Neel Guha

profile

I am a fourth year JD-PhD student in Computer Science at Stanford University (advised by Chris Ré) and a Graduate Student Fellow at the RegLab. I graduated with a MS in Machine Learning from Carnegie Mellon University (‘19) and a BS (with Honors) in Computer Science from Stanford University (‘18). I am grateful to be supported by the Stanford Interdisciplinary Graduate Fellowship (SIGF) and the HAI Graduate Fellowship.

My computer science research explores (1) legal applications of large language models, and (2) methods for enabling machine learning systems to better leverage structure (e.g., type information, knowledge base triples, embeddings). My recent work includes leading the creation of LegalBench, a large scale open effort to develop benchmark tasks for evaluating legal reasoning in LLMs.

My legal research agenda has two focuses. First, I am interested in using machine learning to advance empirical legal research. Traditionally, the scope of questions empirical legal scholars have been able to study has been limited by what types of datasets can be feasibly constructed by hand. Machine learning offers an exciting path towards automatically, cheaply, and robustly constructing large scale legal datasets, thus allowing us to explore substantively broader questions (e.g., how many private rights of action exist across all state codes?).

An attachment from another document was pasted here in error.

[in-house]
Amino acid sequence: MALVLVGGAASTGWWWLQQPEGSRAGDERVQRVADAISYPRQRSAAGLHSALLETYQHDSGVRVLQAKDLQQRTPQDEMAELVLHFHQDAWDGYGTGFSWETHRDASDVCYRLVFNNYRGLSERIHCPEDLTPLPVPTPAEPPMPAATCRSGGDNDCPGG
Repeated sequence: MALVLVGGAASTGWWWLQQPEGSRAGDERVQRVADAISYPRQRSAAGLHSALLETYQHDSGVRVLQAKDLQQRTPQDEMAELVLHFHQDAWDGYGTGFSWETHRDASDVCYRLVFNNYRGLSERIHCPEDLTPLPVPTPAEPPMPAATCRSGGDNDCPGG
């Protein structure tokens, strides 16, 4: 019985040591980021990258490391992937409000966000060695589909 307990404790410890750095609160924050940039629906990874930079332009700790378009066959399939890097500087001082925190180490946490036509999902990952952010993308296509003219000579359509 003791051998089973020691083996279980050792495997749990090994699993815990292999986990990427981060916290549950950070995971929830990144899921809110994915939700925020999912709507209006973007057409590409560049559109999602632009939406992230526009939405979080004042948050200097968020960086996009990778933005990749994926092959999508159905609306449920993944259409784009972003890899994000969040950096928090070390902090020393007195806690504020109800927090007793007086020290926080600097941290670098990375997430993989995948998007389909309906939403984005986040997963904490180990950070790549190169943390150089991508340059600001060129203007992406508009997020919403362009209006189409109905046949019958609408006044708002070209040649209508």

Second, I am interested in AI governance. As AI proliferates across sectors (e.g., healthcare, finance, energy), the types of AI systems deployed will be guided by standards fashioned by both regulators and courts. My work attempts to describe how these stakeholders can approach governance choices in a technically and legally principled way. For instance, I’ve written about how courts might assess liability for medical AI, and the technical/institutional tradeoffs raised by different regulatory mechanisms.

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